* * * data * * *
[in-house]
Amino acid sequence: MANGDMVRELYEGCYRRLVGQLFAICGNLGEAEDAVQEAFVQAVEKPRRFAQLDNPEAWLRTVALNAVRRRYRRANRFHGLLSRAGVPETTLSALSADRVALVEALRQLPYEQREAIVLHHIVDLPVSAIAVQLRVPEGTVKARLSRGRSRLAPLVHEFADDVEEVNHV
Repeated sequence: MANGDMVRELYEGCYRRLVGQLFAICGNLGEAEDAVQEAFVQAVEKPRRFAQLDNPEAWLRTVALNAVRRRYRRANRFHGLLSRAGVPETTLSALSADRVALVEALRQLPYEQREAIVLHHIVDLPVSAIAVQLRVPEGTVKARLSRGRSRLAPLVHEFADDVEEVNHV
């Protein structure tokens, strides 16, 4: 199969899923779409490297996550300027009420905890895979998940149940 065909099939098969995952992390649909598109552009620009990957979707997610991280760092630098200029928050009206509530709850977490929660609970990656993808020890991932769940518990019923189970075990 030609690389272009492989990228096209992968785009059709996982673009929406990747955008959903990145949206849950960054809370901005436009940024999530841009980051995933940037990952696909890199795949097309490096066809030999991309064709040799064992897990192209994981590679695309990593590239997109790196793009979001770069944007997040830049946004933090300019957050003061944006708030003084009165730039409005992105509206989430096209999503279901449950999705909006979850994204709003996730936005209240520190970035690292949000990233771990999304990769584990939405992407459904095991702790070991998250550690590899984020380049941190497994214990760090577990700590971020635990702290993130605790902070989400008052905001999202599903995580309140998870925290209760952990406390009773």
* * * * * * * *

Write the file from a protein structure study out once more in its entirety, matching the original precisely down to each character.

[in-house]
Amino acid sequence: MANGDMVRELYEGCYRRLVGQLFAICGNLGEAEDAVQEAFVQAVEKPRRFAQLDNPEAWLRTVALNAVRRRYRRANRFHGLLSRAGVPETTLSALSADRVALVEALRQLPYEQREAIVLHHIVDLPVSAIAVQLRVPEGTVKARLSRGRSRLAPLVHEFADDVEEVNHV
Repeated sequence: MANGDMVRELYEGCYRRLVGQLFAICGNLGEAEDAVQEAFVQAVEKPRRFAQLDNPEAWLRTVALNAVRRRYRRANRFHGLLSRAGVPETTLSALSADRVALVEALRQLPYEQREAIVLHHIVDLPVSAIAVQLRVPEGTVKARLSRGRSRLAPLVHEFADDVEEVNHV
């Protein structure tokens, strides 16, 4: 199969899923779409490297996550300027009420905890895979998940149940 065909099939098969995952992390649909598109552009620009990957979707997610991280760092630098200029928050009206509530709850977490929660609970990656993808020890991932769940518990019923189970075990 030609690389272009492989990228096209992968785009059709996982673009929406990747955008959903990145949206849950960054809370901005436009940024999530841009980051995933940037990952696909890199795949097309490096066809030999991309064709040799064992897990192209994981590679695309990593590239997109790196793009979001770069944007997040830049946004933090300019957050003061944006708030003084009165730039409005992105509206989430096209999503279901449950999705909006979850994204709003996730936005209240520190970035690292949000990233771990999304990769584990939405992407459904095991702790070991998250550690590899984020380049941190497994214990760090577990700590971020635990702290993130605790902070989400008052905001999202599903995580309140998870925290209760952990406390009773």